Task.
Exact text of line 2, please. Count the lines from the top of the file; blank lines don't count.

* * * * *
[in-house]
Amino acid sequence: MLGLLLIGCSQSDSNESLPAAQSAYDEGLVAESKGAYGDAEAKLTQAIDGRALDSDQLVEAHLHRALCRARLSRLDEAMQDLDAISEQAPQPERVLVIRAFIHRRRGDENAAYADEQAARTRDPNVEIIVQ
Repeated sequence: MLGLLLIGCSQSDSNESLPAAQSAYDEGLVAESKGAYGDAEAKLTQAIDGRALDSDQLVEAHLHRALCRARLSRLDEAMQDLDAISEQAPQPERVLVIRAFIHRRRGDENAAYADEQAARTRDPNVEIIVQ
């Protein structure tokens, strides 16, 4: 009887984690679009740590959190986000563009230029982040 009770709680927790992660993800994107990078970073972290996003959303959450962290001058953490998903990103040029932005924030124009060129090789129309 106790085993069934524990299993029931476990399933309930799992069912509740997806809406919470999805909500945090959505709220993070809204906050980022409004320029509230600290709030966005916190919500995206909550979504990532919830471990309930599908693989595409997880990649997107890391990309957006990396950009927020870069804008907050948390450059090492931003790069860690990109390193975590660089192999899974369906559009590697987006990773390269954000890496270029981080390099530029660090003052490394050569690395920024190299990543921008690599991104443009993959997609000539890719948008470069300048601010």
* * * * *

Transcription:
Amino acid sequence: MLGLLLIGCSQSDSNESLPAAQSAYDEGLVAESKGAYGDAEAKLTQAIDGRALDSDQLVEAHLHRALCRARLSRLDEAMQDLDAISEQAPQPERVLVIRAFIHRRRGDENAAYADEQAARTRDPNVEIIVQ